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BRCA1 and 2, and the Reduction of Risk

Women who carry BRCA1 or 2 mutations and who had mastectomies or salpingo-oophorectomies were found to have a decreased risk of developing breast or ovarian cancer, researchers report in the Journal of the American Medical Association. The researchers, led by the University of Pennsylvania School of Medicine's Timothy Rebbeck followed 2,482 women with BRCA1 or BRCA2 mutations, some of whom then had mastectomies or salpingo-oophorectomies. During the three years of follow-up, none of the women who had mastectomies developed breast cancer in contrast to seven percent of the women who did not have the surgery that did. In addition, three percent of the women who did not have a salpingo-oophorectomy were diagnosed with ovarian cancer while none of the women who underwent surgery were. "The reason we recommend testing is because there's something we can do about it," says Virginia Kaklamani, a co-author of an editorial accompanying the article, to the Wall Street Journal Health Blog.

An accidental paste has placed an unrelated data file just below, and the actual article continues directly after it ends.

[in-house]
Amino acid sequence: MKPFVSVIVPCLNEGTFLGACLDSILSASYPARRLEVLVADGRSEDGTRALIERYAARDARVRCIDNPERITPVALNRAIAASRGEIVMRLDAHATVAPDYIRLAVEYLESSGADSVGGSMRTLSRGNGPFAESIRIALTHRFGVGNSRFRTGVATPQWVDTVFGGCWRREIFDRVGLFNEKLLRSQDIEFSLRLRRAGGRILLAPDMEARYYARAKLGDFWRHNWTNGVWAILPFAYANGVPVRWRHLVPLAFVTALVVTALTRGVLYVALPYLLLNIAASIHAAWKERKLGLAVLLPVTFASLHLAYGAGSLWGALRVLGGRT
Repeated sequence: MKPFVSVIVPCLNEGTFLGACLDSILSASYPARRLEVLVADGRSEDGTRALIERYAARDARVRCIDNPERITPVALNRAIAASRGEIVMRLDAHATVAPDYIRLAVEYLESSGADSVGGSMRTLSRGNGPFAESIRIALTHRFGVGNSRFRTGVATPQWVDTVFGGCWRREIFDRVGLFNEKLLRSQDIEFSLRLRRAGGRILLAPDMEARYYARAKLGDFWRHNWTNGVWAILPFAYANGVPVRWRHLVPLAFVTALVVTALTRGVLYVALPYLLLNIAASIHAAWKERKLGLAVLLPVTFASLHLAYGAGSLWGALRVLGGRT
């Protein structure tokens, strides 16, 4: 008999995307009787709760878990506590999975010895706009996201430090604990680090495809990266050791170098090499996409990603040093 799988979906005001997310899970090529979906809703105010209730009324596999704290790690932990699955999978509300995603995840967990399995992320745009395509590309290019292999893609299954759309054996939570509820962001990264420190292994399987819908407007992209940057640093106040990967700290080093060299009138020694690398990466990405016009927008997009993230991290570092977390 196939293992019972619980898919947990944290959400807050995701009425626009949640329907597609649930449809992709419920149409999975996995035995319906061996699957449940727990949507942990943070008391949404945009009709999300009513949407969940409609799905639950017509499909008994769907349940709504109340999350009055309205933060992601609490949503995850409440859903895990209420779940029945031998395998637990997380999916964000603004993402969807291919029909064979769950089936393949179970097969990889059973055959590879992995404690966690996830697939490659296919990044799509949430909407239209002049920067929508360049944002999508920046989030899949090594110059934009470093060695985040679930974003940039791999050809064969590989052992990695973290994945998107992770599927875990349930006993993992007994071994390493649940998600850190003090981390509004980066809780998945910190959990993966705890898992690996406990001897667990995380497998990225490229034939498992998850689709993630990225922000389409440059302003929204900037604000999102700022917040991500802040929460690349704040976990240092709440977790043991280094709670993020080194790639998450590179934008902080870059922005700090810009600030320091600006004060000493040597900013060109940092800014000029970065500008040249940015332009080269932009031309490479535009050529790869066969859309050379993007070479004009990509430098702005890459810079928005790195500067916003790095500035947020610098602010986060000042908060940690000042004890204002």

The Scan

Pig Organ Transplants Considered

The Wall Street Journal reports that the US Food and Drug Administration may soon allow clinical trials that involve transplanting pig organs into humans.

'Poo-Bank' Proposal

Harvard Medical School researchers suggest people should bank stool samples when they are young to transplant when they later develop age-related diseases.

Spurred to Develop Again

New Scientist reports that researchers may have uncovered why about 60 percent of in vitro fertilization embryos stop developing.

Science Papers Examine Breast Milk Cell Populations, Cerebral Cortex Cellular Diversity, Micronesia Population History

In Science this week: unique cell populations found within breast milk, 100 transcriptionally distinct cell populations uncovered in the cerebral cortex, and more.